Wednesday, September 15, 2010

"Yeah, I got yer 'Softer Side' Right HERE, pal!" - Part X - Indignation

Cheers Me Dears!

I come from a small town that's very trusting.  Everybody pretty much knows everybody else. 

As a teenager I could go into any of the Mom and Pop video stores and rent a VHS classic just by giving the staff my name and phone number.  Nine times out of ten they didn't eve have to ask. 

One day I went into one of my usual haunts, picked out a coupla flicks, went up to the counter and was promptly confronted by a young stranger.  Was it the owner's kid or something?

"Could I get your name and phone number?" he asked in a squeaky my-testicles-haven't-quite-dropped fashion.

I muttered my reply as I fished out a couple of bucks.  He scribbled something, turned the rental slip around on the counter for me to sign and then walked away to retrieve the movies.

I picked up the pen and went to sign my Paulie Walnuts but hesitated when I noticed the "Customer's Name" written on the slip of paper:


Wayne Brake?   

'Who the f#@$% is Wayne Brake!?'  I thought.  How did this Clearasil casualty get "Wayne Brake" out of "David Pretty"?

When the l'il nibbler returned with the movies I just thought, 'F#@% it' and signed my name Wayne Brake.  

I then proceeded to watch both movies that same evening and returned them the next day as if nothing out of the ordinary had happened.


Here's a letter sent in to The Coast (our free weekly newspaper here in Halifax) by a plucky chap in defense of the recently-cast-aside staff at the Sears Atlantic Call Center:

To the editor
"I read the May 18'th, 2000 edition of The Coast from front to back and could find no reference to the OTHER major news announcement from Thursday, May 11.  Sears Canada, the organization that invites the Canadian upper middle class to 'see it's softer side', is leaving close to 900 Haligonians high n' dry just after Christmas. 

"Perhaps it's the initial media treatment that has already caused this story to drop out of the spotlight.  Yes, these are mostly part-time jobs, but I assure you that in this day and age, most are.  People are trying to raise families and pay mortgages with part-time wages.  

Perhaps it's the fine spin job performed by Nova Scotia's Department of Economic Development.  Gordon Balser seems to think that Haligonians should be happy Sears decided to grace you all with the benefit of 800 "seasonal" jobs as long as they did.  

So why is the call center closing anyway?  Well, if we're to believe Scott Marshall, Sears' Vice-President of Catalog, it's because the internet is killing the catalog enterprise.  But anyone who takes even a cursory glance at the facts can see that this is a total lie.  Revenue for the catalog channel topped $1.45 billion dollars in 1999.  With the Halifax site being the largest and most efficient amongst Belleville, Regina and Montreal, you find yourself asking, why?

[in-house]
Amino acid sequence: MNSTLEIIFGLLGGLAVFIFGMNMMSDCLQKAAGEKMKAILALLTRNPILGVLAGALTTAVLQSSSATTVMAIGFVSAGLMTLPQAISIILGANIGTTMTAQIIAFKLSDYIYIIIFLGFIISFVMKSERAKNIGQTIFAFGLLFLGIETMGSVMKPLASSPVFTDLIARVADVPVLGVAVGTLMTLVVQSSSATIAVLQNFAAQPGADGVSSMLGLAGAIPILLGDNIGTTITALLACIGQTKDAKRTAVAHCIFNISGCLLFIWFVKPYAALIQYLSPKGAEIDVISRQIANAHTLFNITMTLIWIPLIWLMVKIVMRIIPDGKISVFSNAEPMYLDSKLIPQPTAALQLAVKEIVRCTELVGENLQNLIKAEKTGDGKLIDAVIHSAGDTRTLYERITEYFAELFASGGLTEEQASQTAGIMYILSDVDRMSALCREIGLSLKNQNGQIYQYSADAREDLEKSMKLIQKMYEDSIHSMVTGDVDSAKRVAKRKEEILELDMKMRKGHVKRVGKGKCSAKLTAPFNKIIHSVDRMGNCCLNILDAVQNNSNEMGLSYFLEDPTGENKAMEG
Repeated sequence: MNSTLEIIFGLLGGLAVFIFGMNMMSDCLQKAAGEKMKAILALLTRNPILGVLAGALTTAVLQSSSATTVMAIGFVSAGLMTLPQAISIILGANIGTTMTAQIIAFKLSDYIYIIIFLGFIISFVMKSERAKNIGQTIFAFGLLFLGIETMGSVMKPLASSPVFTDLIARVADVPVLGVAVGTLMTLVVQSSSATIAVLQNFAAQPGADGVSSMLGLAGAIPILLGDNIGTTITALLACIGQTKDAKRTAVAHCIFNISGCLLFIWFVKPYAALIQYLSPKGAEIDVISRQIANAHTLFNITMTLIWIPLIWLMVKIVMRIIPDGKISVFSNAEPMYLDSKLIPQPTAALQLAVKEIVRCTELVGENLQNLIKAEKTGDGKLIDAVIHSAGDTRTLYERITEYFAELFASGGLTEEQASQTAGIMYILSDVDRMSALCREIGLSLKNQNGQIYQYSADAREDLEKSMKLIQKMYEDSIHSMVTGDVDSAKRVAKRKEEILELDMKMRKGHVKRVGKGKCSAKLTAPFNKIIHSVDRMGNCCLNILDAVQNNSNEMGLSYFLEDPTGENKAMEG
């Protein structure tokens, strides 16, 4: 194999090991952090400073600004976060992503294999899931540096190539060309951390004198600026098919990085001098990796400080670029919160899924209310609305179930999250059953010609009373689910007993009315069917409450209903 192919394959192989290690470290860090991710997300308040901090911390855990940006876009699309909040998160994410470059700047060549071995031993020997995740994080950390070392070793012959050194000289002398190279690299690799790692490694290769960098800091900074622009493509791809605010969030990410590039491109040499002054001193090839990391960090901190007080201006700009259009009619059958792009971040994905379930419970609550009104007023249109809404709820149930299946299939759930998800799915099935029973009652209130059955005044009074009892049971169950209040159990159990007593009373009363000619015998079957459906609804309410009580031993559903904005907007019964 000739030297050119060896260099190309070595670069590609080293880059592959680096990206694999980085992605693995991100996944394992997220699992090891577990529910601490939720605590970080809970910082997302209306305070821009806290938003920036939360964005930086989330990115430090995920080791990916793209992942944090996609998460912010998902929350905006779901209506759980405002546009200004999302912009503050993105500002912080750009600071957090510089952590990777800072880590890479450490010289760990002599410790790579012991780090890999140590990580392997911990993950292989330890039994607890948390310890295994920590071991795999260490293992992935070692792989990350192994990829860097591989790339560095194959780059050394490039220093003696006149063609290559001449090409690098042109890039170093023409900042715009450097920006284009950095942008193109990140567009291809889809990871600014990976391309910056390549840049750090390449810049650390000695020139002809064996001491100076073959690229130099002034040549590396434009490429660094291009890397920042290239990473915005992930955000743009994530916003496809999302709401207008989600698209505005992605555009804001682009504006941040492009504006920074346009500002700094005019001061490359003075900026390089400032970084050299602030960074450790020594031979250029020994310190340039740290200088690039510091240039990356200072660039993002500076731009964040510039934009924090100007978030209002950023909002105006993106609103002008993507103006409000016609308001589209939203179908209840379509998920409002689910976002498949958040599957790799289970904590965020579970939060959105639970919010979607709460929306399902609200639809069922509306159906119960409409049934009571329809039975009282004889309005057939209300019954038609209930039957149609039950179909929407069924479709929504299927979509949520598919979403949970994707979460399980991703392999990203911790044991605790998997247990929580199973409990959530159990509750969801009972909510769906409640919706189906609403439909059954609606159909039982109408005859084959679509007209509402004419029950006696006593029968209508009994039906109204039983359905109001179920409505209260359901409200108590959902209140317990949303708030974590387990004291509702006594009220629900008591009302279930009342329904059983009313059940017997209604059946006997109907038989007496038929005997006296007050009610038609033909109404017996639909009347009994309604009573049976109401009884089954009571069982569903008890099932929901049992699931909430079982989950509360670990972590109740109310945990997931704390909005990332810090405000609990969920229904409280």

Well, two words: maximum profit.  This company is so cheap it won't go through go through the bother of re-locating the call center somewhere else in the city.  Despite extorting numerous handouts from the Nova Scotia government for the privilege of exploiting its workers ($100,000 in grants in 1992, $700,000 more in 1994, plus alleged six-figure tax breaks for each year of operation), Sears has decided to take its shiny, corporate, eleventh-consecutive-quarter-of-record-profit ball and go home.  Did John Hamm's Tories refuse to bow to this sort of piracy and not offer to build the company a new home for free?  Or did the government of Ontario just offer a sweeter incentive package?  

Whatever the reason, Sears is abandoning the Maritimers who did such a good job for them during a period of bitter recession.  You have to remember that the company was going the way of Eatons back in 1992.  It was only due to the unexpected success of the catalog enterprise that this company could afford to buy the ailing Eatons with all the profits.  

I'm guessing that the dedicated workers at Sears are feeling a bit betrayed now.  It's not quite the same scale as non-unionized sweat shop workers being used up and then discarded but it's damned close.  Since the general public is so numb to stories of layoff and downsizing, I encourage those affected by this and other similar crimes to contact the media with personal stories about their own situations.  

I assure you that the company certainly did consider all their options, but none of them had anything to do with the people they're leaving behind.  Stress, divorce, depression, substance abuse and other societal ills are never factored into a decision like this.      

To any customers who have received great service from the people of Halifax, I ask that you write to the Sears Headquarters building and ask why the best, most pleasant and efficient Sears employees they've dealt with are being rewarded with a kick in the teeth.  

Invite the executive officers to Halifax to explain the rationale to the people being effected.  If they succeed, all's well and good.  The company gets away with the abuse and lives to abuse again another day.  If not, the court of public opinion will pass judgment as it sees fit."


Wayne Brake


FAIL: "The company gets away with the abuse and lives to abuse again another day"...sadly prophetic words.

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